When riding in Mexico watch out for “topes”
Now listen, my bikers, to the ballad of Kass
He hit a “tope” and broke off his oil plug
He’s lucky he didn’t fall down on his &$$ !!

Now you know why I was glad we had the place to ourselves. I for one can not sing. Great evening.

Day Seven

Fine feet

Friday. For me, the tour was over and the adventure was about to begin. Mike took the group North to Columbus, New Mexico where Pancho Villa and his men invaded the United States in 1916. That is where the tour ended for many of the riders. I headed north for awhile as well, then veered right and headed back to Juarez to rendezvous with the ladies holding my bond and to collect $300. I was on my own and was looking forward to whatever happened.

Route 2 in Northern Mexico is a straight, black strip through a desert landscape. Like my first’s day shot down to Chihuahua, this was not pretty. I didn’t notice. You must remember, I had wanted to drive, on my own, in Mexico since my first cross-country tour in 1973 when I drove from Pulaski, New York to Douglas, Arizona following my high school graduation. I drove my 350 Honda a total of, lets say, less than one mile into Mexico. I still have the “Alto” sign picture to prove it. Years later, I felt eighteen again.

Uneventful on the outside, this three and a half hour dash across Mexico sealed the desire to travel farther and deeper into Latin America in the future. The Army check- point, the rugged landscape, the feeling of wanderlust, these can not be measured on the outside. It is what it did on the inside that I am faithful for. The extra $320 I lost on the deal was well spent.

What I didn’t bargain for was my return to the United States. It was hot. Very hot. Juarez on Good Friday, at 1:00 in the afternoon, is very different than Juarez on a lazy Sunday morning. The border crossing was backed up for miles. The bike, a well tuned, water-cooled machine, could not take it. It died several times. Some men sitting in the shade mentioned I should weave ahead. Great, they failed to mentioned that there were people with carts selling everything imaginable also weaving in and out. The bike died.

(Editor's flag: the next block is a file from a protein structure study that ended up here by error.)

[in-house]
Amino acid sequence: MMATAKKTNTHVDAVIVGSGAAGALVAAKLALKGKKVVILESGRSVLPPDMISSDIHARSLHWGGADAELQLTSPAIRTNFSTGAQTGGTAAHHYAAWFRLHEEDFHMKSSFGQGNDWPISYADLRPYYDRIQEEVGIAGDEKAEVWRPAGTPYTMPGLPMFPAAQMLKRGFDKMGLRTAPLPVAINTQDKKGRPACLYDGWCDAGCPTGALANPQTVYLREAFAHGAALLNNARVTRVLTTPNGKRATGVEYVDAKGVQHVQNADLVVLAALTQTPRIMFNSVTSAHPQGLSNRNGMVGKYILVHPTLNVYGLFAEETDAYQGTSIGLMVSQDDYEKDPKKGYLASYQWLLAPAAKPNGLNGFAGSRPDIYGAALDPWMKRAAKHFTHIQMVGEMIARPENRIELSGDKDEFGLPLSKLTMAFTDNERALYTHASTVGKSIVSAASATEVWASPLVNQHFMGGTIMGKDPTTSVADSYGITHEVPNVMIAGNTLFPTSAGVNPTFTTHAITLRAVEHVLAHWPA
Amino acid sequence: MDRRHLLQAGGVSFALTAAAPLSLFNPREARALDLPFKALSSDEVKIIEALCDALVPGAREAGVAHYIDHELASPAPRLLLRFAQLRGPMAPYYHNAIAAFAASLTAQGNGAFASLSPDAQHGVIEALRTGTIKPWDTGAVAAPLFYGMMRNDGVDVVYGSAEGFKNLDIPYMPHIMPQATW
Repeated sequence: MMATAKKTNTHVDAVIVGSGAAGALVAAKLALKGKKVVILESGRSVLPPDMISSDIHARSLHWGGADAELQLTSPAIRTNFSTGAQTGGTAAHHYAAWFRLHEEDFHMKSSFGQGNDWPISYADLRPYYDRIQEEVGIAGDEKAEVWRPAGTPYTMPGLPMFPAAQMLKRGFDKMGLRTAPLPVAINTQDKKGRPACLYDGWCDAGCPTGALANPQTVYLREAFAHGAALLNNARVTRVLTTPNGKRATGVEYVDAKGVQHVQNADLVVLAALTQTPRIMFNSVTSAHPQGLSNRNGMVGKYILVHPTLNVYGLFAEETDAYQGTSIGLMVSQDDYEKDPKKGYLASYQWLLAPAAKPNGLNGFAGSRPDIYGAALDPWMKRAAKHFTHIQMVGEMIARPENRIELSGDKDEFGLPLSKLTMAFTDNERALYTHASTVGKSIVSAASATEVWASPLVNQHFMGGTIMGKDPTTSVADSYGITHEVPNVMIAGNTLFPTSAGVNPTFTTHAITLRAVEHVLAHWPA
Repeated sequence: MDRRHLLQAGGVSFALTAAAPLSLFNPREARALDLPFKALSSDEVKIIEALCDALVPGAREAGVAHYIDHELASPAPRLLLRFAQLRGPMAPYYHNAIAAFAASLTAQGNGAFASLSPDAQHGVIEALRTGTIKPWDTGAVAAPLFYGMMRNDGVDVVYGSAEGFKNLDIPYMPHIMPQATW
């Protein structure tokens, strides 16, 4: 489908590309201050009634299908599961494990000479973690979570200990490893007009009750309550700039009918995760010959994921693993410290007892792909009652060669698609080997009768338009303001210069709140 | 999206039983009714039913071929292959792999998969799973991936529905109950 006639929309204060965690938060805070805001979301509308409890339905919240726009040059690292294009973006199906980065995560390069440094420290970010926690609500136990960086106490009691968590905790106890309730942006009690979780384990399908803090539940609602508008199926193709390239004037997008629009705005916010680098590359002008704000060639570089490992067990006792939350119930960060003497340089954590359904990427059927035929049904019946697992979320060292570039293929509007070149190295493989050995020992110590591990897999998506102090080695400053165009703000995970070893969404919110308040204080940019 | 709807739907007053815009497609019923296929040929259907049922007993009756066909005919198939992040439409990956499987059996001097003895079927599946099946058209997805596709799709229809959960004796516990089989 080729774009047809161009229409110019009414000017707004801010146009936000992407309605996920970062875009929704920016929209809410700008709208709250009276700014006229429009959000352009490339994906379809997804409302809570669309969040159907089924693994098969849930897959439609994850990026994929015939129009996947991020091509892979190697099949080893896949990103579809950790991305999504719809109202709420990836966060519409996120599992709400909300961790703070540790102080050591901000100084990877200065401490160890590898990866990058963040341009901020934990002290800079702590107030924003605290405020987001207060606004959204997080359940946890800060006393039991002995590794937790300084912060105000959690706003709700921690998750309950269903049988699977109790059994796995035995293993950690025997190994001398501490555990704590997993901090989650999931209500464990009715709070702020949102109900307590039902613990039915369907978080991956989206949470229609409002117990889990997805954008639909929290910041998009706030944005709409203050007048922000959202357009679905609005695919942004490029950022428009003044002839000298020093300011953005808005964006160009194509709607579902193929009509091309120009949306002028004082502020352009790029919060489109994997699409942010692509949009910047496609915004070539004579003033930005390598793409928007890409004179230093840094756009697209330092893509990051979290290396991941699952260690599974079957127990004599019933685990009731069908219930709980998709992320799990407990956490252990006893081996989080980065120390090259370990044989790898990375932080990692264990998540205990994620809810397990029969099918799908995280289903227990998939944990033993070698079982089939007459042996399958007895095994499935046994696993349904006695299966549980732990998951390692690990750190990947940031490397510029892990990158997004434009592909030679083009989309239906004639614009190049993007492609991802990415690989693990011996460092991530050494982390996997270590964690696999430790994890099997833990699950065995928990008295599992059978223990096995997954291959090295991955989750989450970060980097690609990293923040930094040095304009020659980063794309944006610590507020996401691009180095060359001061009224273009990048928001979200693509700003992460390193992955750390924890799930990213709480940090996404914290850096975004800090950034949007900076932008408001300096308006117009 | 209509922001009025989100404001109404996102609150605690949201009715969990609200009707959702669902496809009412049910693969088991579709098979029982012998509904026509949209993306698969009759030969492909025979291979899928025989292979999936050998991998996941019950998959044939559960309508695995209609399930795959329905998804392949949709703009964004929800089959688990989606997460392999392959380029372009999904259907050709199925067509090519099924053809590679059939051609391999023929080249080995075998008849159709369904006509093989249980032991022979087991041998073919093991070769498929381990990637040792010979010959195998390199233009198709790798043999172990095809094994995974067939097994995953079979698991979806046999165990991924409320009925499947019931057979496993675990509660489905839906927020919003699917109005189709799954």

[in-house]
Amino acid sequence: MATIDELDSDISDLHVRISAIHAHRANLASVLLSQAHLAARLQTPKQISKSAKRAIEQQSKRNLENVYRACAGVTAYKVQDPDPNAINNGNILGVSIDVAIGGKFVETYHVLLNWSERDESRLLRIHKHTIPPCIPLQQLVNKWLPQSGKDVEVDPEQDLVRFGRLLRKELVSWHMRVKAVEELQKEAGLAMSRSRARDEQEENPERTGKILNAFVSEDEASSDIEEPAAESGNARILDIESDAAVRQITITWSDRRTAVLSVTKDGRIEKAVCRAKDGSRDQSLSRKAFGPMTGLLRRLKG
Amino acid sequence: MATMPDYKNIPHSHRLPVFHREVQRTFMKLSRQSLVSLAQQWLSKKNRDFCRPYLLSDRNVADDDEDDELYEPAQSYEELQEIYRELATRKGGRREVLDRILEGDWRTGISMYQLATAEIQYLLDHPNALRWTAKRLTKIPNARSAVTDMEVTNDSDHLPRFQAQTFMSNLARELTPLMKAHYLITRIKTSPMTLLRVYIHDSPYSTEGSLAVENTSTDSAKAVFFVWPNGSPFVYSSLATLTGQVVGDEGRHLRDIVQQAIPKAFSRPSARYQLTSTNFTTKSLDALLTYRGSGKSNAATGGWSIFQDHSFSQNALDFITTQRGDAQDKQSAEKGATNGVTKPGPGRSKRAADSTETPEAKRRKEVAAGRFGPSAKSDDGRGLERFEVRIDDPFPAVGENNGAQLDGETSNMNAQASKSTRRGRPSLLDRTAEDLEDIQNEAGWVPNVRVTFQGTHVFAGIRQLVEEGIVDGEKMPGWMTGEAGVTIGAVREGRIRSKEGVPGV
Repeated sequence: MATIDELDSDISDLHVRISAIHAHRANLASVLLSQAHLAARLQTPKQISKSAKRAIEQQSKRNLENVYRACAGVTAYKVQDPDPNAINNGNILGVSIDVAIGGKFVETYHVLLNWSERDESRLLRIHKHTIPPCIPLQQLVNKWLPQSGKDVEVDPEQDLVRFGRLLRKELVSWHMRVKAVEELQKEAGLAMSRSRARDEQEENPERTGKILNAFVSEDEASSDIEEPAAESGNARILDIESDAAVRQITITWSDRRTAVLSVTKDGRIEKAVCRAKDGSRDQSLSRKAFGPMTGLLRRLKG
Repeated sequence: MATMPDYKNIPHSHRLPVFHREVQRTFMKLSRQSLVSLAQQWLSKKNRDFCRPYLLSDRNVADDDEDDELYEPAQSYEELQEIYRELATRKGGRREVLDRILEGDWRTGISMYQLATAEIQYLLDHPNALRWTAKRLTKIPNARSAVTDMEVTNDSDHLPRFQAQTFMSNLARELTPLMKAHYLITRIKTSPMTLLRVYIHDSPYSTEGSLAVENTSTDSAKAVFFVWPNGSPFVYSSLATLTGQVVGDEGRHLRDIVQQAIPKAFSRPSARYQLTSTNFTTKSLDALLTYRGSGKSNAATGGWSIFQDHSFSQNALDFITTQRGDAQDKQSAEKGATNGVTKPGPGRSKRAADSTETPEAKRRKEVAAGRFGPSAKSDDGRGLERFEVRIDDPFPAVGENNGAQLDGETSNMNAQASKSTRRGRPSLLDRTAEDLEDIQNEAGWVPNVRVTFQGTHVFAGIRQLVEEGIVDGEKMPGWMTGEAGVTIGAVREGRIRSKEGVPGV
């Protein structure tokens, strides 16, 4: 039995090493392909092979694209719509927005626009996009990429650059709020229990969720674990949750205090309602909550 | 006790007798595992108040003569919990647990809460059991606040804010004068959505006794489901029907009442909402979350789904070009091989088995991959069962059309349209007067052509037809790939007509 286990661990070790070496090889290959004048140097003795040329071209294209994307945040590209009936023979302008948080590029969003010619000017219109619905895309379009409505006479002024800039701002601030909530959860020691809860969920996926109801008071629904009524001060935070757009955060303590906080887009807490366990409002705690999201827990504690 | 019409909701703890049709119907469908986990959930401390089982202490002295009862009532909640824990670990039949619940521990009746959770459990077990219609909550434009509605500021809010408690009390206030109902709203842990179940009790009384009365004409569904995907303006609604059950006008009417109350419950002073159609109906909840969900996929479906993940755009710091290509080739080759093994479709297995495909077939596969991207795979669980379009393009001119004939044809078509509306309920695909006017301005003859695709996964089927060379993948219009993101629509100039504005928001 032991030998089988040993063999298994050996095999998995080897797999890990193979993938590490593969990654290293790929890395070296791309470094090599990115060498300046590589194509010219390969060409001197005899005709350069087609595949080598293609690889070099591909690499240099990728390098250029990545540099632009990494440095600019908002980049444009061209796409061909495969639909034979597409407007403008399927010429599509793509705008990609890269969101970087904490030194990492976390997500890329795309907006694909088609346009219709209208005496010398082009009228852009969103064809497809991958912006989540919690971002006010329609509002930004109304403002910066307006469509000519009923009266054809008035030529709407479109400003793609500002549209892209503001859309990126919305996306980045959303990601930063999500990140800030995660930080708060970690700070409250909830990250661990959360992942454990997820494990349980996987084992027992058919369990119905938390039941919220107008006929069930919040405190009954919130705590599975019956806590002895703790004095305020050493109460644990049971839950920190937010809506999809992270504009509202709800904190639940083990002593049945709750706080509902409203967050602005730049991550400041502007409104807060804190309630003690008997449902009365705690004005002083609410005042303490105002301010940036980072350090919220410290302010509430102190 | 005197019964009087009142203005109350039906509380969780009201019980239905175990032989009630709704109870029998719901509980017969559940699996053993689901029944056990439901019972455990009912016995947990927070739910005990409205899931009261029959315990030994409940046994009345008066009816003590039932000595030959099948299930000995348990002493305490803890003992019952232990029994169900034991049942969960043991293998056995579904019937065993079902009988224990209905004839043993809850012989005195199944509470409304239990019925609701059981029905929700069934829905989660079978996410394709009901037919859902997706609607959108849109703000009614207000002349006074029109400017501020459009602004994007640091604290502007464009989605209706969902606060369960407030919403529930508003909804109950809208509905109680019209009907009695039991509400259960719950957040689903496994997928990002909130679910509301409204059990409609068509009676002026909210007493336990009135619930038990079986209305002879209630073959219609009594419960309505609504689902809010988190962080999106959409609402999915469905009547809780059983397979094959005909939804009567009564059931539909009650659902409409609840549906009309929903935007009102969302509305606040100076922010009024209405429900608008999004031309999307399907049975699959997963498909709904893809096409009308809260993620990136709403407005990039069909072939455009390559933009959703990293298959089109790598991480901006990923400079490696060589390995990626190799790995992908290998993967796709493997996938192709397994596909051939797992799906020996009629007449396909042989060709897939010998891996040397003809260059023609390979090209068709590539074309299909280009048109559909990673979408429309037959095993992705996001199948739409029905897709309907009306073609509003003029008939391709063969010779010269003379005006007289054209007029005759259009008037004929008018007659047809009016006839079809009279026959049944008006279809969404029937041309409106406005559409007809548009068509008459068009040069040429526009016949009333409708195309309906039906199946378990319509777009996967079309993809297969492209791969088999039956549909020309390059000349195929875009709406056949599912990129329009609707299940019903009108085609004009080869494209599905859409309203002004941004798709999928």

I made my heroic return pushing my bike up to the check-point, laughing all the way. His first words were, “How ya doing?” I giggled, “Great!” He let me pass. After a few minutes rest out of the path of traffic, the bike started and I was off. I had no problem reading the signs now. Life was great.

El Paso didn’t seem as hot. Funny how that works. I turned in my bike, said thank you and good bye, and found a hotel. I was done.

Day Eight

Saturday. I was up early and at the airport by 9:00 am. For the flight home, I had the hotel van drive me the 500, or so, feet to the airport. Funny how that works too. Everything went well, flights were on time, lunch was served. I arrived back in North Carolina and was met by my lovely wife. On the trip back home, I went on and on and on about my experiences. I still do.


Area: 2500 Sq. mi. (North America’s largest canyon system)
Deepest Point: 7,544 ft. (280 ft. deeper than the Grand Canyon)
People: Tarahumara, Pima, Guarojillo and Tepehuane
Wildlife: White-tailed deer, coati, bobcat, gray fox, river otter
Annual Rainfall: 25 in.

PANCHO VILLA MOTO-TOURS (Skip and Nancy Mascorro)
4510 Highway 281 North, #3
Spring Branch, TX 78070
800/233-0564 803/438-7744
Fax: 830/438-7745
Mexico Travel